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Advisory Committee on Immunization Practices Update: Report of PedvaxHIB Lots with Questionable Immunogenicity

Since 1988, the rate of Haemophilus influenzae type b (Hib) disease has decreased in the United States primarily because of the introduction and use of three Hib conjugate vaccines in infants and children. In CDC-coordinated active surveillance areas, rates of reported Hib disease among children aged less than 5 years have decreased by 95% from the first half of 1989 to the first half of 1992 (CDC, unpublished data, 1992). Other population-based studies with each of the two vaccines licensed for infants also have shown decreases in disease incidence in all age groups (1-3).

One of these vaccines, PedvaxHIB * (Haemophilus b conjugate vaccine [Meningococcal Protein Conjugate], MSD, Merck and Co., Inc., West Point, Pennsylvania) has been distributed in the United States since 1989 and has been recommended for use in infants since December 1990. The manufacturer is notifying physicians that data obtained after licensure indicate that 16 lots ** of this vaccine may have lower than expected immunogenicity. The lots were initially distributed from August 1990 through August 1991 and had expiration dates from April 1991 through May 1992. These 16 lots comprise 366,000 doses of a total of approximately 2 million doses of PedvaxHIB distributed, or about 1% of all Hib conjugate vaccine released in the United States since January 1990. Although vaccine from these lots induced a lower antibody response, the precise level of antibody necessary for protection is not known, and there is no clear evidence that children receiving vaccine from these lots are at increased risk for disease. Given the limited period of distribution of these vaccine lots, it is unlikely that many children received all three recommended doses (at 2, 4, and 12-15 months of age) from lots with reduced immunogenicity. In addition, most children who have received vaccine from these lots will now be greater than 18 months of age and at lower risk for Hib disease. The company will contact physicians who received vaccine from these lots and has suggested that selected recipients of these lots receive an additional dose of Hib conjugate vaccine. Inquiries about use of vaccine from these lots may be directed to Merck and Co., Inc. ([215] 652-7300, collect).

All current lots of PedvaxHIB that have been tested have expected immunogen- icity. In view of the success of the Hib conjugate vaccines in preventing Hib disease, the Advisory Committee on Immunization Practices recommends that physicians should ensure all children are up-to-date with the recommended Hib conjugate vaccine schedule. To facilitate postmarketing evaluation of Hib conjugate vaccines, physicians are encouraged to record lot numbers and manufacturers of vaccines administered for all children, and to report any case of invasive Hib disease in a child less than 5 years of age to local and state health departments.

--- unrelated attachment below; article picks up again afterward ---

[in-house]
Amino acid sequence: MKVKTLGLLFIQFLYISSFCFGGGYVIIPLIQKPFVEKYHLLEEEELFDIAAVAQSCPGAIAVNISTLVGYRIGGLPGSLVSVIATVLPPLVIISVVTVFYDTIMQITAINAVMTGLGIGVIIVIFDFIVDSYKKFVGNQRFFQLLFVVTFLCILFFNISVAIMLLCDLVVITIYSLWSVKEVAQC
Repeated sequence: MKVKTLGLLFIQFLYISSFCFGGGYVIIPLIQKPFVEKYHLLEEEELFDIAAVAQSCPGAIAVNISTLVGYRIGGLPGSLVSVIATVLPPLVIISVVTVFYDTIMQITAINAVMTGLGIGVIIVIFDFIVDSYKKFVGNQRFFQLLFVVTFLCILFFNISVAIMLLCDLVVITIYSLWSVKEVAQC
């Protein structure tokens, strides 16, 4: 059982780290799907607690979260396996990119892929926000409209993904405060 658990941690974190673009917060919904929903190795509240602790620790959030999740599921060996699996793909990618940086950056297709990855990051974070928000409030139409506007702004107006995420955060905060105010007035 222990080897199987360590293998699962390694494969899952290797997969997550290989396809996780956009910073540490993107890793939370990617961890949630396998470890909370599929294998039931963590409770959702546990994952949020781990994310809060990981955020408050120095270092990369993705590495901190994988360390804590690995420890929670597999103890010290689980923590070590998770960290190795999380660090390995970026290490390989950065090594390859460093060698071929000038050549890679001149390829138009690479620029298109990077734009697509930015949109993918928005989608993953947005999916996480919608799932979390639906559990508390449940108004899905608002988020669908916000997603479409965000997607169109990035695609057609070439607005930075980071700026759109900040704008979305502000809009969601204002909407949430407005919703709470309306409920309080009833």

1. Black SB, Shinefield HR, the Kaiser Permanente Pediatric Vaccine Study Group. Immunization with oligosaccharide conjugate Haemophilus influenzae type b (HbOC) vaccine on a large health maintenance organization population: extended follow-up and impact on Haemophilus influenzae disease epidemiology. Pediatr Infect Dis J 1992;11:610-3.

  2. Santosham M, Wolff M, Reid R, et al. The efficacy in Navajo infants of a conjugate vaccine consisting of Haemophilus influenzae type b polysaccharide and Neisseria meningitidis outer-membrane protein complex. N Engl J Med 1991;324:1767-72.

  3. Vadheim CM, Greenberg DP, Eriksen E, et al. Reduction of Hib disease in southern California, 1983-1991. In: Program and abstracts of the 32nd Interscience Conference on Antimicrobial Agents and Chemotherapy. Washington, DC: American Society for Microbiology, 1992;398.

    • Use of trade names and commercial sources is for identification only and does not imply endorsement by the Public Health Service or the U.S. Department of Health and Human Services. ** Lot numbers of PedvaxHIB with questionable immunogenicity are 1160S, 1724S, 1726S, 2377S, 2379S, 0485T, 2378S, 2380S, 0405T, 0853T, 0172T, 0173T, 0498T, 0774T, 0884T, and 1288T.

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